Introducing my latest guest writer on the blog today, my Kiwi friend, Jon Slack! I met Jon and his colourful and lovely Norwegian wife, Mari, a couple years ago while living in New Zealand with YWAM. They had recently moved back to Christchurch, after years serving YWAM Brisbane, Australia. Today, Jon challenges us to see Jesus and people in a new light, and live with a new perspective. Jon likes to do that. Challenge you. Ruffle your feathers a little! Here’s Jon…
“You are the light of the world.”
And you know what? We get it. Jesusold us that we are the ones the world looks to to see his light. Sure, sometimes we don’t shine as bright as we should, but we at least recognise our role as light givers to this dark world.
Jesus’ saying can also be read from a different angle. When the world goes to see what Jesus – and what God himself – is like, they see us. They see the church. They see us in all our brokenness, in all our fragility, in all our stubbornness and hurt. But they also see us in our joy and passion, in our willingness to perceiver, in our desire for transformation, in our journeys of redemption. Maybe the light is a little dim at times, but its still shining pretty bright.
It’s also through us that the world comes to see what Jesus feels towards different groups; how we respond tells people how Jesus responds. So, when people look at how we act towards certain groups what can they see?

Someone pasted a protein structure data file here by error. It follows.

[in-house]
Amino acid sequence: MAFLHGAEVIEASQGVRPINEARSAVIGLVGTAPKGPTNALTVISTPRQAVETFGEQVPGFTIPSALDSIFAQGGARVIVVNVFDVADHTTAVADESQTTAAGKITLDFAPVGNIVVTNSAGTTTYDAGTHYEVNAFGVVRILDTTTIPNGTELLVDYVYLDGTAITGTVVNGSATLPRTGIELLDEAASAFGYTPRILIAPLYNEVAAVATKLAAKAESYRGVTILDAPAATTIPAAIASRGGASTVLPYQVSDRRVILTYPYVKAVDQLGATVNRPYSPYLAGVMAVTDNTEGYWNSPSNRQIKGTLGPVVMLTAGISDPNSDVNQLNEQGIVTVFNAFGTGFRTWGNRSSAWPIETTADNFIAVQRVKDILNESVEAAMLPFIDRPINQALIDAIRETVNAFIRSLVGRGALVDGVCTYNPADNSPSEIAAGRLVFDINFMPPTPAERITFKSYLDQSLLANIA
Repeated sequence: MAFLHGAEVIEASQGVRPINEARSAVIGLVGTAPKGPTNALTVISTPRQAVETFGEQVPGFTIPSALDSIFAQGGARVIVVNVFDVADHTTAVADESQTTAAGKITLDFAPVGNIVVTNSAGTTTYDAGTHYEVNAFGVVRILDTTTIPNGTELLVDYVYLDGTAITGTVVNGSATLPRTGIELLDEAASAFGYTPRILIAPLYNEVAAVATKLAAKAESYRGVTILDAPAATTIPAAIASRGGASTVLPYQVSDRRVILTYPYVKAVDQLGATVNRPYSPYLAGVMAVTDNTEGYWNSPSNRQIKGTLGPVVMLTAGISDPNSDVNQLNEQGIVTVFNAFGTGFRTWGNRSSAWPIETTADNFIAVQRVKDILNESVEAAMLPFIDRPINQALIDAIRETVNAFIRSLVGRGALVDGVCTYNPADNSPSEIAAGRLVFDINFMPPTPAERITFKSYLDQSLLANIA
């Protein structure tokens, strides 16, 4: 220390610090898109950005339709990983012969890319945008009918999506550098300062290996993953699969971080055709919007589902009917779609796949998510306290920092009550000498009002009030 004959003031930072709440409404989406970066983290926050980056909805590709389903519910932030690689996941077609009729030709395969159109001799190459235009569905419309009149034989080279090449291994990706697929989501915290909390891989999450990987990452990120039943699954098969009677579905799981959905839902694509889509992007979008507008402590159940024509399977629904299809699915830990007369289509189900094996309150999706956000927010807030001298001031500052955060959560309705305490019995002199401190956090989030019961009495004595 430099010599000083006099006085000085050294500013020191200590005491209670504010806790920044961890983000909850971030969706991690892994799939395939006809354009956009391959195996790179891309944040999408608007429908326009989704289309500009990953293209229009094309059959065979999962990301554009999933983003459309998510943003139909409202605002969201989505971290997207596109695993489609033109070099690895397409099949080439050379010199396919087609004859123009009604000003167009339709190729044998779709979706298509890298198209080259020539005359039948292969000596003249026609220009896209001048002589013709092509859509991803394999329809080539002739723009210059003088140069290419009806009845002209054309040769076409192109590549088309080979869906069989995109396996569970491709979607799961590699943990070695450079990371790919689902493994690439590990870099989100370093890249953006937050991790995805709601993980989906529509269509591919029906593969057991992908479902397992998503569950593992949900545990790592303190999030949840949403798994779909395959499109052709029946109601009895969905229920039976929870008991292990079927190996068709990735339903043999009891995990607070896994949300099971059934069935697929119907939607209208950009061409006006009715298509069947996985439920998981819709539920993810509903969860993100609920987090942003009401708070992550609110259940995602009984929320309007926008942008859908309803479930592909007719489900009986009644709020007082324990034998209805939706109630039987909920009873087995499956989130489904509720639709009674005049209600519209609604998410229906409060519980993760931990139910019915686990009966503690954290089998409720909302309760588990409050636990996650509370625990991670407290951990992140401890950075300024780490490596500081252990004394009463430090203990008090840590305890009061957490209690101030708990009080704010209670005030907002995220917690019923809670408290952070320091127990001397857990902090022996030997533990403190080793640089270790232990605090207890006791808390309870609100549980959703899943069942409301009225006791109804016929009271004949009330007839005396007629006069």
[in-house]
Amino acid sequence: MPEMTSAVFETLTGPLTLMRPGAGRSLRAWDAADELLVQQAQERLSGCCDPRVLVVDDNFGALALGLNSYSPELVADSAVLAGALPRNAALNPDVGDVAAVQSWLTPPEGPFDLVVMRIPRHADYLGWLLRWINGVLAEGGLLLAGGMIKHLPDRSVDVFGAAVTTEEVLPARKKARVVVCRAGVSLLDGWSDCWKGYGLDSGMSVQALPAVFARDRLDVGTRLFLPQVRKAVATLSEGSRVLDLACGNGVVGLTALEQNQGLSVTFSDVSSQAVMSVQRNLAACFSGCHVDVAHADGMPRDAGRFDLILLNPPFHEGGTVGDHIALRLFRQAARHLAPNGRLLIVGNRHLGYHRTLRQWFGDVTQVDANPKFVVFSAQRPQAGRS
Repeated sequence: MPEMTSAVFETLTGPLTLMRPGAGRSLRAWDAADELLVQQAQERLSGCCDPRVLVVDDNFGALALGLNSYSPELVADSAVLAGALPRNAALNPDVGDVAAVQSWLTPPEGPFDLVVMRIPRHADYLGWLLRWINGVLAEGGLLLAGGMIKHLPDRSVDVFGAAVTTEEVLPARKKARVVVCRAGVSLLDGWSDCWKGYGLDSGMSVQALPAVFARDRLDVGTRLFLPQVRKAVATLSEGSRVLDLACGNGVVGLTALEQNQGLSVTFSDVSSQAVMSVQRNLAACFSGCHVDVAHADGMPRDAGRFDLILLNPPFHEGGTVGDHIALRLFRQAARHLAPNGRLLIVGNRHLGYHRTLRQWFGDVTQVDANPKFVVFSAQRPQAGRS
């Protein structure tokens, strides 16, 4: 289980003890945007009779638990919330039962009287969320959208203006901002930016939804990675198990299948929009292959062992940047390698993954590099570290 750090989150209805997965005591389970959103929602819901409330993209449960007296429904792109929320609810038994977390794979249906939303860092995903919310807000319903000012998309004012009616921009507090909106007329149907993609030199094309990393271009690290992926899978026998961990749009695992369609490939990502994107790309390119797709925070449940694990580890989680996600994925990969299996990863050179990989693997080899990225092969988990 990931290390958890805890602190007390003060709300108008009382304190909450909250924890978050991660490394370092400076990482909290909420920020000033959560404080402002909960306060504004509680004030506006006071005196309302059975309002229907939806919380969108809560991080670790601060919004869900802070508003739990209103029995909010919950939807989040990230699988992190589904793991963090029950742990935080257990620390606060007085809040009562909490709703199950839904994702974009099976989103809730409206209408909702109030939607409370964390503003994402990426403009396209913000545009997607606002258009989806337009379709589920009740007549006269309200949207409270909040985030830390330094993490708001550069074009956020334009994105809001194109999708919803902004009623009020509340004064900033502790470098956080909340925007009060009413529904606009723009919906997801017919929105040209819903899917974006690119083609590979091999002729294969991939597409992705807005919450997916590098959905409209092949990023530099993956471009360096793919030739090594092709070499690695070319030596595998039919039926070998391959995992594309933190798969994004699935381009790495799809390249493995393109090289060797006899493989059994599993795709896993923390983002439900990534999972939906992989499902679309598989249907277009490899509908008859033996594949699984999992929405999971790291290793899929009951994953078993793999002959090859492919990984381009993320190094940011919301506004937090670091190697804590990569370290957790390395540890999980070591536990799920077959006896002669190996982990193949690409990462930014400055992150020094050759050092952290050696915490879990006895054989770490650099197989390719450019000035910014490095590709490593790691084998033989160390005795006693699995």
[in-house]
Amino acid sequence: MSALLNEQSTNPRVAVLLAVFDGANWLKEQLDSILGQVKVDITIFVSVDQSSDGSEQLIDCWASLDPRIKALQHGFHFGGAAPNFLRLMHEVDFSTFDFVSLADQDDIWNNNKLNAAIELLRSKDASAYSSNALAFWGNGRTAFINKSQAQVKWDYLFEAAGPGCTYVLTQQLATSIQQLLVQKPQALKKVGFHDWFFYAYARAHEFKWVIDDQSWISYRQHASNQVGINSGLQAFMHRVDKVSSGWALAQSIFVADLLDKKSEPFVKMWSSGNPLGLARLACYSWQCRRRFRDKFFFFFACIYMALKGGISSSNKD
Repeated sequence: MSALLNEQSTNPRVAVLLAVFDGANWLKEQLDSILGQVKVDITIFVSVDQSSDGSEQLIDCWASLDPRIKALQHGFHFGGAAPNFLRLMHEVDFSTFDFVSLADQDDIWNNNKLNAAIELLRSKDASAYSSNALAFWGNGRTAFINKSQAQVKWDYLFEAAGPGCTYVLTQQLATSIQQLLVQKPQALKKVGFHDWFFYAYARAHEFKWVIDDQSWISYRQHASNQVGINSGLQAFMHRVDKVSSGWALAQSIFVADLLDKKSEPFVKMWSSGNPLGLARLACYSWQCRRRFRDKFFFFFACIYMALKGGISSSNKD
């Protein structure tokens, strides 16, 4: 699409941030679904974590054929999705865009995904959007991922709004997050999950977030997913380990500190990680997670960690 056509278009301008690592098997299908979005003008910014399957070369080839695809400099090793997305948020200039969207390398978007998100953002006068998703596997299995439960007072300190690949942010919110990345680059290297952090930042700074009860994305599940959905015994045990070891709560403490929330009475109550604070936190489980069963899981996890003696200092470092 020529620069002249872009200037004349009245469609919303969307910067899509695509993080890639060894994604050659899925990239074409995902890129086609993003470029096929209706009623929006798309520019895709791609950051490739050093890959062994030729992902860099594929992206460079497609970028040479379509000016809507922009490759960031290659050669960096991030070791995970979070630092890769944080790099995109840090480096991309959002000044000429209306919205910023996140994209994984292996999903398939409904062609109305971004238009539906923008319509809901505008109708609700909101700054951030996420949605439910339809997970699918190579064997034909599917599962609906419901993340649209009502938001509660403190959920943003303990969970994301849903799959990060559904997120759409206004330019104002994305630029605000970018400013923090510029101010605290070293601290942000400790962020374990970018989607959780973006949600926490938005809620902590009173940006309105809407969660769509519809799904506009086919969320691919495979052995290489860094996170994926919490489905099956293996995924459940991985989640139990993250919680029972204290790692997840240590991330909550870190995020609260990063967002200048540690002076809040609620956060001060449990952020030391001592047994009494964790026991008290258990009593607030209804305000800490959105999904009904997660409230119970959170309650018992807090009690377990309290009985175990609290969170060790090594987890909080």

They see a Jesus who cares for the poor. How do they see that? Our record may not be perfect, but we sure are making an effort to use our wealth to bless others. World Vision, Compassion International and such ministries (not to mention the millions of supporters with pictures of African kids on the fridge) show that the poor and needy matter to Jesus.
They see a Jesus who cares for the lost. How? Through the many ministries that seek to share the gospel. Through the many believers willing to befriend strangers. Through those who, in our feeble attempts, manage to share who our Jesus is to us and why he matters.
They see a Jesus who cares for outsiders, those who do not ‘belong.’ How? By the fact that Christians seldom see God as being solely “our god”, as if he is somehow our possession. Instead, we see God’s blessings being for all and therefore share indiscriminately.
They see a Jesus who cares for youth. How? Because we provide room for them to grow, to be nurtured, to cause trouble. They see a Jesus who cares for the elderly. How? Because we are those who don’t forget them, who provide places of rest for them. They see a Jesus who cares for the disabled. How? Because we don’t shun them but welcome them into the community, treating them as equally human. They see a Jesus who cares for the troubled. How? Because we provide counsel and support, love and guidance.